Today is the first big day of activity here in Seattle for ACRL. The first big piece of news that greeted attendees is that the opening keynote speaker Naomi Klein was ill and would not be at ACRL. But the conference organizers provided an excellent speaker just the same. Rushworth Kidder gave a great talk on what he called our “ethics recession”. He told the audience about the importance of making moral courage an important part of our daily lives, and that the lack of it can lead to the catastrophic outcomes. It was an inspiring talk. I believe that ACRL has engaged quite a few librarians to blog the conference, but when I go to the ACRL conference home page I don’t see a link to the blog. I will try to get that information.
There was some pre-conference buzz about whether ACRL could extend its streak of setting a new attendance record as it has done for the past several conferences. Give the economic downturn and travel freezes at many academic institutions I expected that attendance would indeed be lower than Baltimore. But at yesterday’s opening session ACRL Executive Director Mary Ellen Davis announced that the Seattle conference attendance was higher – but not by much – than Baltimore. But there is a catch. There are actually fewer F2F attendees but the virtual conference attendees increased from 100 for Baltimore to over 300 for Seattle. So when you total both F2F and virtual registrations it appears that streak will extend. I have no doubt that Philly in 2011 will continue the streak. Who doesn’t want to declare their interdependence? The number that caught my attention though is that there are over 1,000 first-time attendees. I have noticed many fresh faces and newer-to-the-profession folks in the crowd. In fact I bumped into one of my former students at the exhibits who just graduated from the LIS program not long ago and is here networking and looking for job opportunities.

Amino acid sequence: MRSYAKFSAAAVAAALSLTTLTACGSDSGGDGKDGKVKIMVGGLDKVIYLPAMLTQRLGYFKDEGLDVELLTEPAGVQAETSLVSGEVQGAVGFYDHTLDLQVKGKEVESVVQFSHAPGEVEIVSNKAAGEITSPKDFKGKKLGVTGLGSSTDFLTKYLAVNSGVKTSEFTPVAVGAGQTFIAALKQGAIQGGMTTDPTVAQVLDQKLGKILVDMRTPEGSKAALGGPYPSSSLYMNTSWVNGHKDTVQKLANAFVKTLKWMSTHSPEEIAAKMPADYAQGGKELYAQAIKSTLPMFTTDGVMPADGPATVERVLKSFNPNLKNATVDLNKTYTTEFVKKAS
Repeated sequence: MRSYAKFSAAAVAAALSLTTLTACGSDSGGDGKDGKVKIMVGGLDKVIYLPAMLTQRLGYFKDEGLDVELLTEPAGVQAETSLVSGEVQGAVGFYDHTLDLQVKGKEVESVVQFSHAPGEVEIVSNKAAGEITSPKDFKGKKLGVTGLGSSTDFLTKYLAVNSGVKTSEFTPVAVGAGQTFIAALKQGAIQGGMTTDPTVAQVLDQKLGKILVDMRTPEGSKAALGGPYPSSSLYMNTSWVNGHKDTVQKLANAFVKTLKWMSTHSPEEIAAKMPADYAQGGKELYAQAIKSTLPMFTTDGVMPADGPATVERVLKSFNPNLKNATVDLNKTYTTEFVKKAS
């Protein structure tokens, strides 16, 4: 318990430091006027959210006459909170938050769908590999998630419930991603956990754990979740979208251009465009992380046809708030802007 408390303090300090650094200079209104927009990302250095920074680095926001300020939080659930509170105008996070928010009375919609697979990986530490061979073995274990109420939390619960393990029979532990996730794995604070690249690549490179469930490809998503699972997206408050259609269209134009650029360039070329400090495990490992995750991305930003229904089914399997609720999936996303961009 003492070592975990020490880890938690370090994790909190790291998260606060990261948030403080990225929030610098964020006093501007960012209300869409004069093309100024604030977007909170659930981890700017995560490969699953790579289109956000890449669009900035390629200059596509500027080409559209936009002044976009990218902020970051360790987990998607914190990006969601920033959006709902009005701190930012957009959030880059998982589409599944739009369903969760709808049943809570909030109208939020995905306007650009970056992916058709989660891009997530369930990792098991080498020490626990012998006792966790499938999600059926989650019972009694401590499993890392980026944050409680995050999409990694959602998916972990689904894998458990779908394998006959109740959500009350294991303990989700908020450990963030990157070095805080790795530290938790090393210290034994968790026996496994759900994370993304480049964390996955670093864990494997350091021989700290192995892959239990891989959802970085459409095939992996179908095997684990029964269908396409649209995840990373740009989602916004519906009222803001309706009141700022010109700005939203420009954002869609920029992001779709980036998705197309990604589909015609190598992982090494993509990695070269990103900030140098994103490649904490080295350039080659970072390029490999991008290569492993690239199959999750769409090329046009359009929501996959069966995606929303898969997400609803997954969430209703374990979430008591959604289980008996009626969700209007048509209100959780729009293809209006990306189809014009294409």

I did have one interesting experience to share yesterday. I attended the “ACRL Conference 101″ program for the first-time attendees. I staffed the ACRLog table and answered quite a few questions about blogging – and quite a few folks wanted to know how they might blog for ACRLog. I just wanted to use this as an opportunity to remind readers that we are always open to ideas for guest posts – and you can use our “tip sheet” link to get in touch with us. But do keep in mind that we don’t post about upcoming events for the profession. If you want to blog a post about an event you attended if there is something interesting to share – that could be of interest. But the interesting experience came about when one attendee told me how valuable ACRLog was and that many of the posts were inspirational. My reply was along the lines of “well if it inspired you in some way why not share your reflections or thoughts in a comment”. I was surprised by the answer which was “commenting at ACRLog is scary”. I never would have thought that. Perhaps it is because we do post a link to your comment right on our main page – so they are quite public. Given that I share my thoughts here regularly I never would have suspected that it might be a challenge for others to do so.
So all I will say is that if you would like to comment – even if it is just to say – I enjoyed that post or that post got me thinking – that’s all right. Your comment means a great deal to us and it could make a difference to another reader. So while moral courage is critically important to the survival of our society and culture, just making a comment is another type of courage – a small act of courage – that will add to the discourse in our profession and ultimately make it better.
More later on that ACRL conference bag.